On the left side were things that mattered. Letters from estranged friends and family members on the east coast, old photographs of Sarah, ages five through twelve exclusively, beyond those years his privilege of fatherhood had worn thin, and finally, next to a stack of newspapers chronicling the Blue Jays playoff run in the 80’s was his engagement ring.
On the right side were things that didn’t matter; things of the essential. Empty water bottles were neatly lined next to full ones, and beside them was a small pile of folded faded blue jeans and clean button down shirts and tees. Of the things that didn’t matter, the ones that mattered most were a pair of worn out white running shoes.
They were the shoes he had worn the day the snow piled up to two feet high. The snow rested against the neighbour’s fence, heavy against its own weight and leaning into the wooden arms of the barrier between his house and that of the women he visited so often next door. The shoes had a small hole in the rubber sole of the right foot and the snow began to melt against the heat of his foot. He let the snow melt. Let it seep into his sock covered foot and spread through the thin cotton between his toes. Wet, cold, stinging. From the vantage point of his backyard he could just make out her leaving the warm living room through their back door and pulling on her coat. He could see her copper hair being pulled out from under her collar and tucked behind her ears. He watched her swipe her bangs across her forehead with her left hand, the hand with the ring he bought her. He watched his wife stand there for awhile, the wooden slats blocking her view of him on the other side while providing enough camouflage so that he is undetectable. The holes between the planks are just big enough for him to watch her breath heavy, a smog of perspiration forming around her mouth, but just small enough that the enormity of his mistakes can’t fit through. He shifted his weight on the balls of his feet, listening to the faint sound of snow crunch between his feet as he rocked back and forth letting the numbness from the cold take over his toes. It was time to go, he thought, Sara was waiting to be tucked in – trying desperately to postpone the inevitable onset of sleep by reciting the parts of The Velveteen Rabbit she has memorized while expecting him to fill in the parts she couldn’t understand. The big words that left a gapping hole in happily-ever-after endings. Instead, he stood. Let those worn out shoes sink through the last remaining snow beneath him and became rooted to the spot.
He reached for the shoes now, half contorting his body into a comfortable sitting position in the small open floor area between two bucket seats in the back of his van. It was only temporary, the van that is. It was a home of the transitory state. Personified in the big rubber tires and scratched silver chrome that shone when he was driving. Now that is was November the temperature was dropping, and whatever insulation the steel and aluminum van once offered was no match against the permeable chill of Calgary’s Chinook winds. Most days were spent visiting government aid agencies to look for work. His previous experience in the trade industry helped in the summer, but when snow banks started piling up, less and less work came. This morning however, he did not visit any agencies. This morning, he woke up early and moved the van from the empty mall parking lot where it slept most days and headed into the heart of downtown. The C-train started to run, herding workers off to their day jobs, and he followed the tracks for most of the way as he maneuvered the beast of metal effortlessly through intersections and stoplights. As if he was threading a needle, the can moved through impossibly busy roads until finally resting in the alley opposite the Calagary Herald building. The man put the van in park and peered anxiously through the front window. He waited there anxiously, tapping his fingers on the steering wheel in time with Van Morrison.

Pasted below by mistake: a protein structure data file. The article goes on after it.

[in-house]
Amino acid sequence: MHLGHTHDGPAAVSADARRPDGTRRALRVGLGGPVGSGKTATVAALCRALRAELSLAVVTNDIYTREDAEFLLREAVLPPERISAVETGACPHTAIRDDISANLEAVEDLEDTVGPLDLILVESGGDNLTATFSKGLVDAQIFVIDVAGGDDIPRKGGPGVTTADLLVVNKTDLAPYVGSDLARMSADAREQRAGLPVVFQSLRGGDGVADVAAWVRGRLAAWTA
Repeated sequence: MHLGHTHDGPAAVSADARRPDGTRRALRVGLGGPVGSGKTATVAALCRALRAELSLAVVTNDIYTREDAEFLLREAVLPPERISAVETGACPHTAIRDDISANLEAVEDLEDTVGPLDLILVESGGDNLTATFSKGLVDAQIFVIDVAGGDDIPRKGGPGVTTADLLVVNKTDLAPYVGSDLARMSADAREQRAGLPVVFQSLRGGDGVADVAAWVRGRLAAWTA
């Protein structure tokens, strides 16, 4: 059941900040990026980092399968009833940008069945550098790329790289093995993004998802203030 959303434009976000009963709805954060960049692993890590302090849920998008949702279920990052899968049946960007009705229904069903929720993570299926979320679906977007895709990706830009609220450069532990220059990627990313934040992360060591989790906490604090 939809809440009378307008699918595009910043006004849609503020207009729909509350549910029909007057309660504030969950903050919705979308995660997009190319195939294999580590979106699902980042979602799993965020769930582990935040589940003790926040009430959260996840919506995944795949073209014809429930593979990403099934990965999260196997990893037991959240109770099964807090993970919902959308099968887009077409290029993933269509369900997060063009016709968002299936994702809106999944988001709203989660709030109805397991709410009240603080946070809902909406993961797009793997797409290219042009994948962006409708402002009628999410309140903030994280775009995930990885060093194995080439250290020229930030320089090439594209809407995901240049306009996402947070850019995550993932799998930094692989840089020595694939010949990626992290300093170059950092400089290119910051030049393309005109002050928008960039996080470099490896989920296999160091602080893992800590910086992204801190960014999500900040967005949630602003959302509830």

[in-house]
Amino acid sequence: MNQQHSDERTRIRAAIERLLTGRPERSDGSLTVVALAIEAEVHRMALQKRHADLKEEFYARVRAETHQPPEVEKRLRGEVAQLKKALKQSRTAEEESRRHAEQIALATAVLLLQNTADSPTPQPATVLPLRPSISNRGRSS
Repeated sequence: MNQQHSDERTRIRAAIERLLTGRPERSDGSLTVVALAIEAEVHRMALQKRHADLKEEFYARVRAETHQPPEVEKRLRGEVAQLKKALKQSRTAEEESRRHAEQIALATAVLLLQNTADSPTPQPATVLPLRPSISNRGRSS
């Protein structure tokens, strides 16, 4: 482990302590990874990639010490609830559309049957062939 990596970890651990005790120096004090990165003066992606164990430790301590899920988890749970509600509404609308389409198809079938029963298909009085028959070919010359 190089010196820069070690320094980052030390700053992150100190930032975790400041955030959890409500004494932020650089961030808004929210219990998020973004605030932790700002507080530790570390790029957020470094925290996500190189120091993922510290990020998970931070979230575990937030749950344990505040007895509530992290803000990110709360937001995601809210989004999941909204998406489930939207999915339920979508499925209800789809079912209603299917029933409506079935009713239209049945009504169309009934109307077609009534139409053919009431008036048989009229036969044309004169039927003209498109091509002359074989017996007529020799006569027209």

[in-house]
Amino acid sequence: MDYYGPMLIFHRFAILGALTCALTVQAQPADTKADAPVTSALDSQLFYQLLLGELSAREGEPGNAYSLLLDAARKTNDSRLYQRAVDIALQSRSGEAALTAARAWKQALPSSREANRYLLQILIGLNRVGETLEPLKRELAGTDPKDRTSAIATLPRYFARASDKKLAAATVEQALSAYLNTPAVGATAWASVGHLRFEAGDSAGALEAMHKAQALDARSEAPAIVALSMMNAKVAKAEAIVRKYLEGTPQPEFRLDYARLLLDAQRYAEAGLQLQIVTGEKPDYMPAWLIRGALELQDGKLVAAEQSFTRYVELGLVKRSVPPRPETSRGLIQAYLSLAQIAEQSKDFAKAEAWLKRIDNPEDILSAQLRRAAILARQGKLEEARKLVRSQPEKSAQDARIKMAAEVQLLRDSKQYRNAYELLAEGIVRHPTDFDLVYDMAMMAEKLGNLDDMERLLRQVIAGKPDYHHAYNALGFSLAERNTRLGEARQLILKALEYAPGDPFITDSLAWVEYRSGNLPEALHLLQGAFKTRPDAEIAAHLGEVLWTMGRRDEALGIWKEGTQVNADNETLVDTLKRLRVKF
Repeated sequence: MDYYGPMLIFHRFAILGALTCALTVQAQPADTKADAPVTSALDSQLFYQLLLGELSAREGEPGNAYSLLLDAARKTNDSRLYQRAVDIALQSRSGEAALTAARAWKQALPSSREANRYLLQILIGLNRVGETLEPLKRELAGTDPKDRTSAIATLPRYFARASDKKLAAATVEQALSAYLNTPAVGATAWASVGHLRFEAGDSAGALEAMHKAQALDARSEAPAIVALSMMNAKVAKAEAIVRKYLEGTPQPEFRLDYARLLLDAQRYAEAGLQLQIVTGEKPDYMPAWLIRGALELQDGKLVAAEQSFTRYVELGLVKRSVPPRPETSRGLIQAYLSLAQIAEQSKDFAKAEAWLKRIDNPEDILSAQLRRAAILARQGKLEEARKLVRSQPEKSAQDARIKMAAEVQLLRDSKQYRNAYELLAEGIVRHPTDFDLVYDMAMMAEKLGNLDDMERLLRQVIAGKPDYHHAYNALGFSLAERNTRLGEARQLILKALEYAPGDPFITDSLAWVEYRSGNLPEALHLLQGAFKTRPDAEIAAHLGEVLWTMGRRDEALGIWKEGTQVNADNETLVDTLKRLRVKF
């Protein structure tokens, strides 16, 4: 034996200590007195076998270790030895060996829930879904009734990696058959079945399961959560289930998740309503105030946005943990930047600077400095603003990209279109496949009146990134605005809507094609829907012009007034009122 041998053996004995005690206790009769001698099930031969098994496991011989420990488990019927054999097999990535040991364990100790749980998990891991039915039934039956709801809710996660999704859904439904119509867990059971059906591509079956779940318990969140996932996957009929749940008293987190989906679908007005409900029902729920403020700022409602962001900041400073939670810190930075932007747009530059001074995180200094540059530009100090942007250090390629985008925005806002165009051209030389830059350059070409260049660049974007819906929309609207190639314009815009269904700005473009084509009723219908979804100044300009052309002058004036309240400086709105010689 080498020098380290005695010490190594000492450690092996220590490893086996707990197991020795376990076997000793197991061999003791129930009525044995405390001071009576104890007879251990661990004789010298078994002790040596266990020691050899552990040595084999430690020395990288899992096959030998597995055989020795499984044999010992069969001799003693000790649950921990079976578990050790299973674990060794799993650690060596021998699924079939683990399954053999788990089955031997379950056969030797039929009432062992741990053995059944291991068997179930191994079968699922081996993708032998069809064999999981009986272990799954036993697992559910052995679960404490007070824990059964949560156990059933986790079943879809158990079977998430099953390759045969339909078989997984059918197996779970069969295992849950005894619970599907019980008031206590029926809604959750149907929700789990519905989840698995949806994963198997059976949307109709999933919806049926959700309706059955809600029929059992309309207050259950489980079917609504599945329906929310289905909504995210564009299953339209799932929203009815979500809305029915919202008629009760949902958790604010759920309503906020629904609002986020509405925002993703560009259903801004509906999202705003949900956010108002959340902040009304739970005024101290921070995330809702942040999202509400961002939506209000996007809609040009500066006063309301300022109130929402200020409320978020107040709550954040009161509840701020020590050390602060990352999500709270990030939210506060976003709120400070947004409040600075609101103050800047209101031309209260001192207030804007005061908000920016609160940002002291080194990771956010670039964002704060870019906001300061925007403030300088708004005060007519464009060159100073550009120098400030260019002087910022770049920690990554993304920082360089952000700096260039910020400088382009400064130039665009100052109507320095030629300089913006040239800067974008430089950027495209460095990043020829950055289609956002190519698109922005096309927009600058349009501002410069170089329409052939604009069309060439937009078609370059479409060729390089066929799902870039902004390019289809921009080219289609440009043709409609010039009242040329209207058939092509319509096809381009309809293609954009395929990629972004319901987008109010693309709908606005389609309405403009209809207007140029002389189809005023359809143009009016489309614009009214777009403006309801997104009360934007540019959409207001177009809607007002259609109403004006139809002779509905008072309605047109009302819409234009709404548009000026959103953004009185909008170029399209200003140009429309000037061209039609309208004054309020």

“Hey, where did we go
Days when the rains came?
Down in the hollow
Playing a new game”
The song had played at her wedding. Guests filed in under a large white canopy tent and sat down at their respective tables. Sara and her groom entered the room shortly after. He had always known she was pretty, even beyond the obligatory feelings of fatherhood, today though, she was a beautiful woman. Her awkward gawky legs now matched her long torso and accentuated her rounded hips and small waist. The scar under her chin from crashing into their glass coffee table when she was six had faded and all that remained was a small stencil of a memory. This is only what he could notice from the outskirts of the garden wedding. He could hear the music, watch her dance, sing and smile, but remained uninvited. Feet planted, not daring to show up unannounced.
He shook his head as he nervously tried to tie his shoes again. Finally the laces fumbled into a bow between his forefingers and thumbs and sat up straight again in the driver’s seat. It was 1:00 pm and the doors of the Calgary Herald began to open for the lunch rush to leave. He knew she would be coming down soon, probably accompanied by the girl who always wore a dark blue blazer on Thursdays. He tapped the dashboard again, waiting, waiting, his pressed against the plastic floor mats beneath him. 1:05 pm, the clock on the radio flashed as the doors opened again and a flood of workers came out. She was there, hair pulled neatly into a ponytail, laughing with the girl in the blazer, pointing to a coffee shop across the street. The song on the radio faded out as it reached its end
“So hard to find my way
Now that I’m all on my own.
I saw you just the other day,
My, how you have grown!
Cast my memory back there”
His feet left the floor.